THE PROGRESS OF SCIENCE.
The summer laboratories and the scientific expeditions which are employing the vacation period of the men of science in this country would make a long list. A vacation from teaching means to the scientific man a chance to work, and at present there are numerous organized means of enabling him to profit by this chance. The most definite form which such arrangements for summer work have taken is the summer laboratory or experiment station for biologists. Such a station affords conveniently the mechanical appliances for scientific work in a good locality for collecting material to work with. The marine or other forms of life are thus made accessible to those whose professional work during the year keeps them in an unfavorable locality. Besides the laboratory at Woods Holl, which is the nearest American representative of Professor Dohrn's great laboratory at Naples, there is an important summer station at Cold Spring Harbor, Long Island, under the auspices of the Brooklyn Institute, and others cared for by Leland Stanford, Jr. University, the University of Indiana, the Ohio State University and other institutions. It is common to combine teaching with research at these laboratories and in some cases they become essentially summer schools, though generally giving courses of a higher order than the ordinary summer school for nature study. But research is often the chief and sometimes the sole purpose of these stations, and a vast amount of work is done each year. The most important of these summer stations is the Woods Holl Marine Biological Laboratory, situated on the southern coast of Massachusetts, between Buzzard's Bay and Vineyard Sound. This laboratory has been fortunate in having been the summer home at one time or another of a majority of the leading zoölogists of the country. It has been usual for the advanced students in universities to take courses or carry on research there, and Woods Holl training has been a valuable recommendation. The reason is not far to seek. The material advantages, the spirit of zeal for concrete fact, the acquaintance with superior men in the science and with a large number of equals, all help to give the best sort of professional training. Such a place also serves as a refinery where opinions and theories may be purified by healthy criticism and by the subtler influence of example. There is a story of three eminent biologists who got involved in a controversy over a disputed question. They argued for a while. Finally one of them said: "Let us get the eggs in question and study them together." This was done, and the three men spent the afternoon over their microscopes patiently working out the problem together; and they did work it out. One of the great advantages of summer laboratories is that they put fellow-students in a frame of mind in which they can work things out together.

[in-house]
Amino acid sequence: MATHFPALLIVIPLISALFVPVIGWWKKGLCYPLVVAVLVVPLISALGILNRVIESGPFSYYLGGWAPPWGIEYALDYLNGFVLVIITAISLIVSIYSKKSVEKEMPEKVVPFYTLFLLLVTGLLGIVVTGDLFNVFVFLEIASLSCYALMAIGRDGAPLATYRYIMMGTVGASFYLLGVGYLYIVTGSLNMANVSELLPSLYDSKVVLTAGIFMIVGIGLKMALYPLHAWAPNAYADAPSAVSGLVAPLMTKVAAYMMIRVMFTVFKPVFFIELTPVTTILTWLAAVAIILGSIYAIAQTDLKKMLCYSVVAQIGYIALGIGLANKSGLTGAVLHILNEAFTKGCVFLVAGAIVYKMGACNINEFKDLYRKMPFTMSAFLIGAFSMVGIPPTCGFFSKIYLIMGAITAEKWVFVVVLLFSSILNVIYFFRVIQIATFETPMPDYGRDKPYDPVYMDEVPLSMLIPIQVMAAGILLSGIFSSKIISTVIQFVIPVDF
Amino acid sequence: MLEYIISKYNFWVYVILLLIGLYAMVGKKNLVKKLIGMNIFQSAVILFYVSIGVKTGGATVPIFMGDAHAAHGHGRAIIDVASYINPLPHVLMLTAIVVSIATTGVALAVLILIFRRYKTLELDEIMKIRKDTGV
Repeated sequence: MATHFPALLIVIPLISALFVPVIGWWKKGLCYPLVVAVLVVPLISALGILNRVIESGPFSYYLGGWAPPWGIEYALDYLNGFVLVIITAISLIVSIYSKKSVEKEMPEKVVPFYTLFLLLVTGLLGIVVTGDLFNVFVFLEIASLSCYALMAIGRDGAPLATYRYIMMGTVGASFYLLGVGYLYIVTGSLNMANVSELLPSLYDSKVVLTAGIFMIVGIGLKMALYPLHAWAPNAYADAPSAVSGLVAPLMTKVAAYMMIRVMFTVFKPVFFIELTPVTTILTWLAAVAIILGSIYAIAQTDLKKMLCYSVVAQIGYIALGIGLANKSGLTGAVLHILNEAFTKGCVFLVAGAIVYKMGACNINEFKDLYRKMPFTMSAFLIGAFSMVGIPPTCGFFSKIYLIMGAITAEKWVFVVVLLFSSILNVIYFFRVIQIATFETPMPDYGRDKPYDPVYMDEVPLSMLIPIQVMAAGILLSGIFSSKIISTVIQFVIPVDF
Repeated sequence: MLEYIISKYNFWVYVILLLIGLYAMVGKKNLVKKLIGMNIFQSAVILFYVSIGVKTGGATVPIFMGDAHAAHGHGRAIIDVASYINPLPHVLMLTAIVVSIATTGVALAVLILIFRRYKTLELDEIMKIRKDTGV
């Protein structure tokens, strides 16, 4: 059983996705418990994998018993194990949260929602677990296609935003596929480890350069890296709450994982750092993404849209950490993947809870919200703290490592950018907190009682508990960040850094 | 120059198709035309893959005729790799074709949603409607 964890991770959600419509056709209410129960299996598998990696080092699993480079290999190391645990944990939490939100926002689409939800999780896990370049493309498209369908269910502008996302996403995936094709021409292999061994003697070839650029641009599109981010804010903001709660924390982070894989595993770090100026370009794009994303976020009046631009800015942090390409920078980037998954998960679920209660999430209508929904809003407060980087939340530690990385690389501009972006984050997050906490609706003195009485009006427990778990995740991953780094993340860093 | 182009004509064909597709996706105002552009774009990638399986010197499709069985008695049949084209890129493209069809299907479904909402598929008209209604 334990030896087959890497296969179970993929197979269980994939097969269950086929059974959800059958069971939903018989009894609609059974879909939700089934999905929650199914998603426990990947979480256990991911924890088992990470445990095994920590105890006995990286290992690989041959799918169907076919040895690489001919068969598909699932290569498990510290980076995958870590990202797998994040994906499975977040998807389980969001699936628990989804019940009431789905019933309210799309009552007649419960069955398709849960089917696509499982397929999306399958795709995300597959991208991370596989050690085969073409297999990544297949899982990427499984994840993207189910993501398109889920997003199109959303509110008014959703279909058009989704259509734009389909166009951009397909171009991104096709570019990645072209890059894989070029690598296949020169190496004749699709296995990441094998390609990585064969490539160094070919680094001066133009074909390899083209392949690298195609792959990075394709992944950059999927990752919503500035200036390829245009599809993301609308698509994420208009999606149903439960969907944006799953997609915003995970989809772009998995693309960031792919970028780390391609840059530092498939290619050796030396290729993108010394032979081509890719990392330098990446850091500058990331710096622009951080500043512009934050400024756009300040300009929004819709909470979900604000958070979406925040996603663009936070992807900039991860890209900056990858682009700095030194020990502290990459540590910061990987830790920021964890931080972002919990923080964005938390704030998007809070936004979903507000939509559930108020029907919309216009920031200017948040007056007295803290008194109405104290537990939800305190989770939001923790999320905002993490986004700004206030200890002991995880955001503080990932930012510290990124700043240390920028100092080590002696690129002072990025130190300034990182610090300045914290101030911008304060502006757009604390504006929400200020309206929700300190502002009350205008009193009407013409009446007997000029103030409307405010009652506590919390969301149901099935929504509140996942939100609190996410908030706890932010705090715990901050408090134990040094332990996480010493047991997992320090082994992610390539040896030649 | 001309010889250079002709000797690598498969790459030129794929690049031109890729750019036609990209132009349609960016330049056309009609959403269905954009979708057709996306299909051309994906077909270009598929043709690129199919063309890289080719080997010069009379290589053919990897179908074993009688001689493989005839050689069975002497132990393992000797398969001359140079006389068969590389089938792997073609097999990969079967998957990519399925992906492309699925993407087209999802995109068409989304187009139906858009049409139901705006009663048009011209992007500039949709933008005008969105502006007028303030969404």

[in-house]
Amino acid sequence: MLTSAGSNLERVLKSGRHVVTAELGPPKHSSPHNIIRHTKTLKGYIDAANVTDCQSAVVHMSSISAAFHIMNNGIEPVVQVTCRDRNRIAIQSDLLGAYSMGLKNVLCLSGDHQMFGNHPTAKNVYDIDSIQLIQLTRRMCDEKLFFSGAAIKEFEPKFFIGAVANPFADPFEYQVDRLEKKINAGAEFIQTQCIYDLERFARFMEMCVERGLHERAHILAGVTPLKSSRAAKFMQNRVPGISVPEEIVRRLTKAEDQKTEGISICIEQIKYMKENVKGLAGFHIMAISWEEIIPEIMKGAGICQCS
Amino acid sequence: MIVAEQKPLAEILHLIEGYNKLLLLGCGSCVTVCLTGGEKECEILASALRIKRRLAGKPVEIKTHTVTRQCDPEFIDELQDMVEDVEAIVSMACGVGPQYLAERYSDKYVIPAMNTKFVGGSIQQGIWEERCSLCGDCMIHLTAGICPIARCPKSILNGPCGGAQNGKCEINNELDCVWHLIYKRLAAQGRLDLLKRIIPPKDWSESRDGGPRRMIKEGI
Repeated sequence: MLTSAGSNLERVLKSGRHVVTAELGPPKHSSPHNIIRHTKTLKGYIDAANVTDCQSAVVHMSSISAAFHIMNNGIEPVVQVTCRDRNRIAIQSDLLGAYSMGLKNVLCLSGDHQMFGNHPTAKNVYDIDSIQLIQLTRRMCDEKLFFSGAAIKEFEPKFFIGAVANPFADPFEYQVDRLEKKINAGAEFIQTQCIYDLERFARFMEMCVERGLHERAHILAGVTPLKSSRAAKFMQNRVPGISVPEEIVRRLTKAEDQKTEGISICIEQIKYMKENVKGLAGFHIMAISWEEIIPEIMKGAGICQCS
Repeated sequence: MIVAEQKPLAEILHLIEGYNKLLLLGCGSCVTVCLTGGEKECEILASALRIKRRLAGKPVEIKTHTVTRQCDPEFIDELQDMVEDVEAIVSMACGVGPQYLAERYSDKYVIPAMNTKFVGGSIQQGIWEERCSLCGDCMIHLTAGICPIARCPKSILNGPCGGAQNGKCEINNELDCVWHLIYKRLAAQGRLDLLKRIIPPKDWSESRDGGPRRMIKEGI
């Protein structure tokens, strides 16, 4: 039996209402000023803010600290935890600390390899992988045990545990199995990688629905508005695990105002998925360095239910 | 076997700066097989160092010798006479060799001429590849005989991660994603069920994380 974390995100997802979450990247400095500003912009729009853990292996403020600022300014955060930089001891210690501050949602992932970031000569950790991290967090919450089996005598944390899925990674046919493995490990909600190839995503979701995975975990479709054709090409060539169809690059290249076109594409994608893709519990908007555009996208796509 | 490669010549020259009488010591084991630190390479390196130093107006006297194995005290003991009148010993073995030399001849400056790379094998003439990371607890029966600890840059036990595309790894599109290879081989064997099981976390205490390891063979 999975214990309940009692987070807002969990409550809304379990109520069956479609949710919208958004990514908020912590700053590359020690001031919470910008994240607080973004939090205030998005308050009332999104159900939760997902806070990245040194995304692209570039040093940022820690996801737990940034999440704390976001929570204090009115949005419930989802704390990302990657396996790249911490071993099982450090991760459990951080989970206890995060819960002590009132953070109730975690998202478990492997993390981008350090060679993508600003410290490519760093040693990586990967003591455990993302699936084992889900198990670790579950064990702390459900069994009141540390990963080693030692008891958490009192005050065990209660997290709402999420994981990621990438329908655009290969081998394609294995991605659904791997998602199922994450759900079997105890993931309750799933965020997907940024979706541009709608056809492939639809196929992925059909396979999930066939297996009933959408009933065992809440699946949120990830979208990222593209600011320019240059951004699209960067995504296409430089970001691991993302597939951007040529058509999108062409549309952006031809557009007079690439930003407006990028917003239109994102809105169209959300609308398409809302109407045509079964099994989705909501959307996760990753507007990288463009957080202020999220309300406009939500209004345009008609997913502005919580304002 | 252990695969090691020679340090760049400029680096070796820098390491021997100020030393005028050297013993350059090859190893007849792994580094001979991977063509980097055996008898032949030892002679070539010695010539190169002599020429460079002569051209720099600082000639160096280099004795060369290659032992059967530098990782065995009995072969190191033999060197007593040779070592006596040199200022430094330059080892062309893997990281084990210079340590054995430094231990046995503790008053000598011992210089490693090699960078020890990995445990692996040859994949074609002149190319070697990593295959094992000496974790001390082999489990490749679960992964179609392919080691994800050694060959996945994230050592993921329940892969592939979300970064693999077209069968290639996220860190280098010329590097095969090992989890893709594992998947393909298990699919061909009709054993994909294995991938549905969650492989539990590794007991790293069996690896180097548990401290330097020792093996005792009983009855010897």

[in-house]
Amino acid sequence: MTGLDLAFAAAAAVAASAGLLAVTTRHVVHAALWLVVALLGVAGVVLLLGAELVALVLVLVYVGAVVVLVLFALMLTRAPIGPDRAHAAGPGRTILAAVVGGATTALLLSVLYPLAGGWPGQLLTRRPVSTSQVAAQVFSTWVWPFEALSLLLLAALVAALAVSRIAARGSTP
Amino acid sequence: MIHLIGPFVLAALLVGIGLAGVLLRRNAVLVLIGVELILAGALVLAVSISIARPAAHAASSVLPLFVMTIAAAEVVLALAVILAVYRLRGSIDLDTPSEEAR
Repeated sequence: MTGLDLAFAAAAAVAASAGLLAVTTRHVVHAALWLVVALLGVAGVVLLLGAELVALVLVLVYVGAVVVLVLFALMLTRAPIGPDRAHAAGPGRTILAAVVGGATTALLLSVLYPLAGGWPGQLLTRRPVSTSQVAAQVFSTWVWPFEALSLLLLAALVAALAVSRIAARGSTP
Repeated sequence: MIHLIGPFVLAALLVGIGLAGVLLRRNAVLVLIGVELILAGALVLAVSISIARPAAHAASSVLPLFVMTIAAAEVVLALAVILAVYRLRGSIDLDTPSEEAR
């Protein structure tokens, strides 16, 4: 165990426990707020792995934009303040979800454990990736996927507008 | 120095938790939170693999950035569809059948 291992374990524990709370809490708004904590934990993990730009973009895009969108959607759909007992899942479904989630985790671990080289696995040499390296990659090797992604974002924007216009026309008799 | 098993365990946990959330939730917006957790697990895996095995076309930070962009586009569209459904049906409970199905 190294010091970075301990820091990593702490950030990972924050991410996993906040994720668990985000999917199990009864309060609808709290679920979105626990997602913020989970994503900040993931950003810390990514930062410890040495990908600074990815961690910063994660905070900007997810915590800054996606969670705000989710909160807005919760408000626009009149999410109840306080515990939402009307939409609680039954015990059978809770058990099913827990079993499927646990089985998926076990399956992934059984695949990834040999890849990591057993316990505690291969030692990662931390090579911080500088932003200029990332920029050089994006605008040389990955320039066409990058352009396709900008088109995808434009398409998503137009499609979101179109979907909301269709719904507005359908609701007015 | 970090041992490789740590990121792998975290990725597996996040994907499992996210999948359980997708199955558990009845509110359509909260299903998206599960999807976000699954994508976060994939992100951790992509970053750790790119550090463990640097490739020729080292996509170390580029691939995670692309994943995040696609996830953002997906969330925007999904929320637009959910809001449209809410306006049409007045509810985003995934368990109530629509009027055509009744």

The Woods Holl Laboratory has a right to claim a large share in the credit for three of the most important developments in biology in the last decade—the study of 'cell lineage,' of regeneration of organs and of the influence of abnormal conditions on the development of embryos. Workers there have traced the development of the different cells into which the egg-cell divides and have discovered just what parts of the body arise from each group of cells. They have shown that the way in which the egg divides and redivides is as constant, is as much a part of the nature of the animal, as its adult form and structure are. They have replaced pre-